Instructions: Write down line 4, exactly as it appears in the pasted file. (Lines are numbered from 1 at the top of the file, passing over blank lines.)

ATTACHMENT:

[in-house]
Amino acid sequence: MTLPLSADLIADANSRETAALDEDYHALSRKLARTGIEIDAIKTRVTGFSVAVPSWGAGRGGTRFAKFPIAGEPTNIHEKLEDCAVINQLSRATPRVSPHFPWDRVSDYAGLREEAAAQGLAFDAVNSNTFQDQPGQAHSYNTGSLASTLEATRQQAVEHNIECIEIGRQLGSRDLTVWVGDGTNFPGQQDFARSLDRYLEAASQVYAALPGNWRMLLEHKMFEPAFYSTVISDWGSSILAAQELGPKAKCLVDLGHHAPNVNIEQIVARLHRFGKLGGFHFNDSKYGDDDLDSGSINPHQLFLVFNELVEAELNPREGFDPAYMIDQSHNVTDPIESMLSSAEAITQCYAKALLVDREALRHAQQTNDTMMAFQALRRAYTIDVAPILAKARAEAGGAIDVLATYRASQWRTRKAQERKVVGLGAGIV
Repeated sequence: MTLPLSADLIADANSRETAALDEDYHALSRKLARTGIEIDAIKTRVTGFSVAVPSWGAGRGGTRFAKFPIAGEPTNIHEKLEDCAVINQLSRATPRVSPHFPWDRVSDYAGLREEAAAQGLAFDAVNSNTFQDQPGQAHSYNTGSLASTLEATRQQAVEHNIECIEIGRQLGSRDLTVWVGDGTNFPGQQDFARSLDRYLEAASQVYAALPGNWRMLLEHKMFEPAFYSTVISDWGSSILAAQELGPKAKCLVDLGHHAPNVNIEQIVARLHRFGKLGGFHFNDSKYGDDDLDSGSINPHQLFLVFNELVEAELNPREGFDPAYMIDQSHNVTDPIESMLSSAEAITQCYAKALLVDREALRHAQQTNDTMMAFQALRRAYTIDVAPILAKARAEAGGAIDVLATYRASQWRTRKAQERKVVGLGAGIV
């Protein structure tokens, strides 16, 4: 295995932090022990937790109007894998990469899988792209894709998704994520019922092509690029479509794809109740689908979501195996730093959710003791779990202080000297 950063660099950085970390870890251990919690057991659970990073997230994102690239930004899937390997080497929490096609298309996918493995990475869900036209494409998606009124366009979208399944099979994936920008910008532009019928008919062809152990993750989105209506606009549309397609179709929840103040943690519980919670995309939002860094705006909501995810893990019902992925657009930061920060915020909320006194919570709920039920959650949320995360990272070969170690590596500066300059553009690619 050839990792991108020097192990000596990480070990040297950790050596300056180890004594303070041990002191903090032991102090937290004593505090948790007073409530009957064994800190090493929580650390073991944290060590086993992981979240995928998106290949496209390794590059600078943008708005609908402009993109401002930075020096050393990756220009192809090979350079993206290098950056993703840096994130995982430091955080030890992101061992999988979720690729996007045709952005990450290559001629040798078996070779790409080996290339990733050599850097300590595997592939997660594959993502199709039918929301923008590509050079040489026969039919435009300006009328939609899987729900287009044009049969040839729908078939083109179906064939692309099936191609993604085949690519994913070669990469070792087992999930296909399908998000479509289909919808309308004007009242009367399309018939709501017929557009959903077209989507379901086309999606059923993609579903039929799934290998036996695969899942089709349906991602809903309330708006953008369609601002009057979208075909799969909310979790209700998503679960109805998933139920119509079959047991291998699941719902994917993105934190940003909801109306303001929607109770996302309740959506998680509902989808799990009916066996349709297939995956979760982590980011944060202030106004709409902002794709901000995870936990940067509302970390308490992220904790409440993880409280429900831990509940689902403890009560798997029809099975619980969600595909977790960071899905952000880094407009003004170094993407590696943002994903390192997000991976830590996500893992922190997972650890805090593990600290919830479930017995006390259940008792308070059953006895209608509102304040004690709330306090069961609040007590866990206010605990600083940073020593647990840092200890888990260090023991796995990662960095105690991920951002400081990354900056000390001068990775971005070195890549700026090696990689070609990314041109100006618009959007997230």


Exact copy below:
């Protein structure tokens, strides 16, 4: 295995932090022990937790109007894998990469899988792209894709998704994520019922092509690029479509794809109740689908979501195996730093959710003791779990202080000297 950063660099950085970390870890251990919690057991659970990073997230994102690239930004899937390997080497929490096609298309996918493995990475869900036209494409998606009124366009979208399944099979994936920008910008532009019928008919062809152990993750989105209506606009549309397609179709929840103040943690519980919670995309939002860094705006909501995810893990019902992925657009930061920060915020909320006194919570709920039920959650949320995360990272070969170690590596500066300059553009690619 050839990792991108020097192990000596990480070990040297950790050596300056180890004594303070041990002191903090032991102090937290004593505090948790007073409530009957064994800190090493929580650390073991944290060590086993992981979240995928998106290949496209390794590059600078943008708005609908402009993109401002930075020096050393990756220009192809090979350079993206290098950056993703840096994130995982430091955080030890992101061992999988979720690729996007045709952005990450290559001629040798078996070779790409080996290339990733050599850097300590595997592939997660594959993502199709039918929301923008590509050079040489026969039919435009300006009328939609899987729900287009044009049969040839729908078939083109179906064939692309099936191609993604085949690519994913070669990469070792087992999930296909399908998000479509289909919808309308004007009242009367399309018939709501017929557009959903077209989507379901086309999606059923993609579903039929799934290998036996695969899942089709349906991602809903309330708006953008369609601002009057979208075909799969909310979790209700998503679960109805998933139920119509079959047991291998699941719902994917993105934190940003909801109306303001929607109770996302309740959506998680509902989808799990009916066996349709297939995956979760982590980011944060202030106004709409902002794709901000995870936990940067509302970390308490992220904790409440993880409280429900831990509940689902403890009560798997029809099975619980969600595909977790960071899905952000880094407009003004170094993407590696943002994903390192997000991976830590996500893992922190997972650890805090593990600290919830479930017995006390259940008792308070059953006895209608509102304040004690709330306090069961609040007590866990206010605990600083940073020593647990840092200890888990260090023991796995990662960095105690991920951002400081990354900056000390001068990775971005070195890549700026090696990689070609990314041109100006618009959007997230």